How to Curl Hair

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A normal curling iron isn’t going to do the trick when you’re going to competition! Here’s some tips on doing curls.

1. Make sure that hair is oily. It’s gross, but don’t wash your hair for two days before you’re getting it curled. When you take a shower, just remember not to use shampoo (rinsing with water is OK). The natural oil that you’ll develop will help hold the curls.

2. Find curlers. The foam curlers work well (they look like this). Usually the largest size (pink) work best. If you have thick hair, you’ll need to buy several packs (about 50 curlers total or more). If you have thinner hair, you may only need 20.

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3. Find moose and hairspray. I’ve found that Suave products work well for most. Do not get the “flexible hold” products because they usually don’t work that well for this. Get the strongest and stiffest hold possible. It will take some experimentation to see which product works for you. Make sure that you get aerosol hairspray–it spreads out the hairspray evenly and makes sure that it doesn’t all land in one spot (and it doesn’t make your fingers so tired!).
4. Start curling! Caution: be careful not to use too much or too little product. Curling should be done the afternoon before competition. The earlier the better, because you’ll have more time for it to dry. Steps for curling:
Step 1: Tie hair in ponytail. Make sure that it’s perfect because after the curlers go in, you can’t fix it! If you have curly/wavy hair, it helps if you straighten it beforehand.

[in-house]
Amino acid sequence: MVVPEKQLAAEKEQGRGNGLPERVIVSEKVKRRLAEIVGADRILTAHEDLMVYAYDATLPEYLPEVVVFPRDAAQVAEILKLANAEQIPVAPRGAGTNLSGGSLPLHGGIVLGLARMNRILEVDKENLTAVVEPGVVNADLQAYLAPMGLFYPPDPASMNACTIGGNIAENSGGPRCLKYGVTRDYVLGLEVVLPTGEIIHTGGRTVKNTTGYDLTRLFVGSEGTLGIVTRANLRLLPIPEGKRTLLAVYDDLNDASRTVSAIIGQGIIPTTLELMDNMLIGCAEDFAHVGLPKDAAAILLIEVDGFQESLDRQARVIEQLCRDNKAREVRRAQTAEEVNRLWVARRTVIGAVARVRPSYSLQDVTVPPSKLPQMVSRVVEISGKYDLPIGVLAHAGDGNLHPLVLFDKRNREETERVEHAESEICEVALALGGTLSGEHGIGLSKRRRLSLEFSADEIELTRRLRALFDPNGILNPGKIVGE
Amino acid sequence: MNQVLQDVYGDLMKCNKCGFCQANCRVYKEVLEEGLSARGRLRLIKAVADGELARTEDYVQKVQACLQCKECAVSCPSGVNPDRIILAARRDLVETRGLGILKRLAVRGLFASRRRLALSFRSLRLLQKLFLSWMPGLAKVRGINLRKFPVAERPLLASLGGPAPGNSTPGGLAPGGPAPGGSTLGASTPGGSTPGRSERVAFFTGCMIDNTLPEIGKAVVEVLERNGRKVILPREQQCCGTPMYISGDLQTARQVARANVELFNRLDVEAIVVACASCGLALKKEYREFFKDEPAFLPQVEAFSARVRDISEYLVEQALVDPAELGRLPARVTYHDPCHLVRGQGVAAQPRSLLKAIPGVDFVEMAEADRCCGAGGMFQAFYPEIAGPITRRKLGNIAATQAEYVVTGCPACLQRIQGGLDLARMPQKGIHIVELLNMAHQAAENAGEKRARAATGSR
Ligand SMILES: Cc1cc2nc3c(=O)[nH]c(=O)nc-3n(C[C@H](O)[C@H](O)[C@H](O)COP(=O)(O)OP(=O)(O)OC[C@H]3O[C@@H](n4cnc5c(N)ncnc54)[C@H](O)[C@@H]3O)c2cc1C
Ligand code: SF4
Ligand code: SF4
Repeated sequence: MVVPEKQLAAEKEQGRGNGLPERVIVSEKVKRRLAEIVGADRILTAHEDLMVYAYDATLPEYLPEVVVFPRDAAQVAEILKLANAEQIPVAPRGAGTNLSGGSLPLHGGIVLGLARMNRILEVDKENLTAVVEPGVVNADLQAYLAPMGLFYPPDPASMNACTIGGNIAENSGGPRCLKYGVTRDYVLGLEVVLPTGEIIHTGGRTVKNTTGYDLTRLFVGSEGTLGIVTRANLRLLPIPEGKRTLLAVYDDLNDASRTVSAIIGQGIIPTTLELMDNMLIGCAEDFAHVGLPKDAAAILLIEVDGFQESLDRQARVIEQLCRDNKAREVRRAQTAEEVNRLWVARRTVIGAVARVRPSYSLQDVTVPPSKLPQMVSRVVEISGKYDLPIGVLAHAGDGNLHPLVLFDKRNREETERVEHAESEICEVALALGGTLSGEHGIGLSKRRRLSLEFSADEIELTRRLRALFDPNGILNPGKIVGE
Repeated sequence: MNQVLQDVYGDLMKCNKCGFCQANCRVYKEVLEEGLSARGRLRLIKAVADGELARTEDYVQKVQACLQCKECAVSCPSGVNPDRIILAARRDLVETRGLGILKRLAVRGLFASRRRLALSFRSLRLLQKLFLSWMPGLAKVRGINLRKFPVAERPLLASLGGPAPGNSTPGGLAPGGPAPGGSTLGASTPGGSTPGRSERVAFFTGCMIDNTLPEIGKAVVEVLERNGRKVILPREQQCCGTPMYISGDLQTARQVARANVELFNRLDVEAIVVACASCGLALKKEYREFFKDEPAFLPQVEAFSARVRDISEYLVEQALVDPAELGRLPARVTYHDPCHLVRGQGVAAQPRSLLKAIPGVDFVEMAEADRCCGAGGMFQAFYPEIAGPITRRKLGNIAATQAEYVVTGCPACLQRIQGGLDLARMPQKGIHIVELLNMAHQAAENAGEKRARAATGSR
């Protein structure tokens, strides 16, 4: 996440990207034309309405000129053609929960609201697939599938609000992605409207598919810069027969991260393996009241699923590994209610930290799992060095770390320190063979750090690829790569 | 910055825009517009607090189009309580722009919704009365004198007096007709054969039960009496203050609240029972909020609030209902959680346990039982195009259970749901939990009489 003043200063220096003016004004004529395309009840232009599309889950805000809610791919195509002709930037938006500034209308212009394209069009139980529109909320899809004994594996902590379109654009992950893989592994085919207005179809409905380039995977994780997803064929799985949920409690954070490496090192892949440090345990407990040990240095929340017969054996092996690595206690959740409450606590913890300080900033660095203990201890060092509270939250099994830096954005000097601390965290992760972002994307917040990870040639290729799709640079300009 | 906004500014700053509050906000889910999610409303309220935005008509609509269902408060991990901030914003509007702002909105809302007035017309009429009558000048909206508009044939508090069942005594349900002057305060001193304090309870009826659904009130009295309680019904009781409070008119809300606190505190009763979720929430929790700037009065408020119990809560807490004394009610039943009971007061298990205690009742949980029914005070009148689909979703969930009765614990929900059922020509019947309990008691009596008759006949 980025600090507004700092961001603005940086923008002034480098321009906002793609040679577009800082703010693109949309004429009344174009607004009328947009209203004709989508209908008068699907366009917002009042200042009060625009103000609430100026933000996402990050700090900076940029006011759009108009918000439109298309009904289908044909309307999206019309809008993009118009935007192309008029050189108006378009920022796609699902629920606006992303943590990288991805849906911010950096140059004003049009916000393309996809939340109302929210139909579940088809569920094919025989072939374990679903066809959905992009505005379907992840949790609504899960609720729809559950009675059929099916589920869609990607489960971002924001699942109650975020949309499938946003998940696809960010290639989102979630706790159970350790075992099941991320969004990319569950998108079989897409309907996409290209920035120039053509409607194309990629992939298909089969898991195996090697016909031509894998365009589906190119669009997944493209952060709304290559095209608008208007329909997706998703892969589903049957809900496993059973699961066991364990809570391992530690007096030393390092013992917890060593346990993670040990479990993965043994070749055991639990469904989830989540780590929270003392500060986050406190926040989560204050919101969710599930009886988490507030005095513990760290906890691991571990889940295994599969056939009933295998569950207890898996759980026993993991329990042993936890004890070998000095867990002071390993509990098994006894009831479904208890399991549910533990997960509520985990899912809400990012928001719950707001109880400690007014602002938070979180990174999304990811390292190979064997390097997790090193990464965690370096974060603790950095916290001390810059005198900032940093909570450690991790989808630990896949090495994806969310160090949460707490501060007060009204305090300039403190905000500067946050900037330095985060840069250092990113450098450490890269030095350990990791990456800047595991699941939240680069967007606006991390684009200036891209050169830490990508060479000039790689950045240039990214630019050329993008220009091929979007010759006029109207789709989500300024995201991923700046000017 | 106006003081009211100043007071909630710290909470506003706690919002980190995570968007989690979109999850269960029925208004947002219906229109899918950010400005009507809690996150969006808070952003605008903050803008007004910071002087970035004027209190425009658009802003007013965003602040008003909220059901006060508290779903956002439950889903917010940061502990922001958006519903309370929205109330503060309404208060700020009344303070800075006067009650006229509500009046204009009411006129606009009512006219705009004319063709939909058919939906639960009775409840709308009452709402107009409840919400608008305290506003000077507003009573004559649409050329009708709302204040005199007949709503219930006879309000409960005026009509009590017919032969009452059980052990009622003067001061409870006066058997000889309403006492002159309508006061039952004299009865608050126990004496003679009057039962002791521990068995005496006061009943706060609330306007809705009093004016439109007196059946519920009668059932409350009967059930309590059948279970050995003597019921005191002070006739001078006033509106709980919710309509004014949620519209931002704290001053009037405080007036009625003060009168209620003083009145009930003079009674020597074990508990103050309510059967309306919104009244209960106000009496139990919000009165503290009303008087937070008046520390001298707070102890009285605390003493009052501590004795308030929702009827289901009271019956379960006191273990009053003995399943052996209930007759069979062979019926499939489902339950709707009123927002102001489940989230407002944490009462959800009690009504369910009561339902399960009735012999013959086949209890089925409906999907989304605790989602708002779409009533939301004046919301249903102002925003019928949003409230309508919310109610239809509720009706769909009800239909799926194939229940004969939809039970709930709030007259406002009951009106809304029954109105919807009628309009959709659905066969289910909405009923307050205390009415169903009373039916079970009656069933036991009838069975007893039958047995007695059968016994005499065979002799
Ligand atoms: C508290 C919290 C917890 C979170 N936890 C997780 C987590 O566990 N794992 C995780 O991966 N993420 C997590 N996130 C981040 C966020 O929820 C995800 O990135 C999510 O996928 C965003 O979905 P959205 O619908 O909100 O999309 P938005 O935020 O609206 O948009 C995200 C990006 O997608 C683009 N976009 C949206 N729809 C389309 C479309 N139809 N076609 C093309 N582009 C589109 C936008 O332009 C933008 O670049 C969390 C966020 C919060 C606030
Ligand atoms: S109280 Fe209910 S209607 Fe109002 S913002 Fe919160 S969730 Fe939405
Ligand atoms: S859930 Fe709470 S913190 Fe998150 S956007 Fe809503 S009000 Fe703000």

*Note*: Shorter hair is easier to curl. If you have really long hair down to your butt, it will take forever to curl and might even be impossible.
Step 2: Make sure hair is dry.
Step 3: Now the curling begins. You’ll probably be doing someone else’s hair–so make sure steps 1 and 2 are cleared for her. Take a section at the top of her ponytail. I usually flatten the hair with my fingers and it looks about half a centimeter thick. Now, wet the entire portion of hair with moose. Use enough to get it slightly damp–do not overuse or else it will not dry. Now spray hairspray from the top of the section to the bottom, and back up. Again, make sure you do not use too much or too little. It will take some trial and error for you to realize the exact amount you should use. Hair should look wet.
Step 4: Get a curler and open it (some people like detaching the plastic rectangle so that it doesn’t get in the way–it’s all up to your own preference). Place the end of the hair portion onto the center of the curler. Now begin wrapping the hair around either way. Tuck in the end neatly, or else it will not turn out. The hair should be as tight as possible, so that the foam is squished in and the curler sort of looks like an hourglass. Keep rolling until you reach the top of her ponytail and can’t roll anymore. Now close the curler using the plastic rectangle. Give an extra shot of hairspray onto it. The hair should be in the middle of the curler.
Step 5: Keep curling by repeating step 4 with several other strands. It is easiest to work from top to bottom. Be patient and careful when you do it, and pack all of the rollers tight. If the person has thick hair, the curling process may take around three hours, so be patient. When it is all done, the person should have a mountain of curlers to sleep in!
Some tips on curling: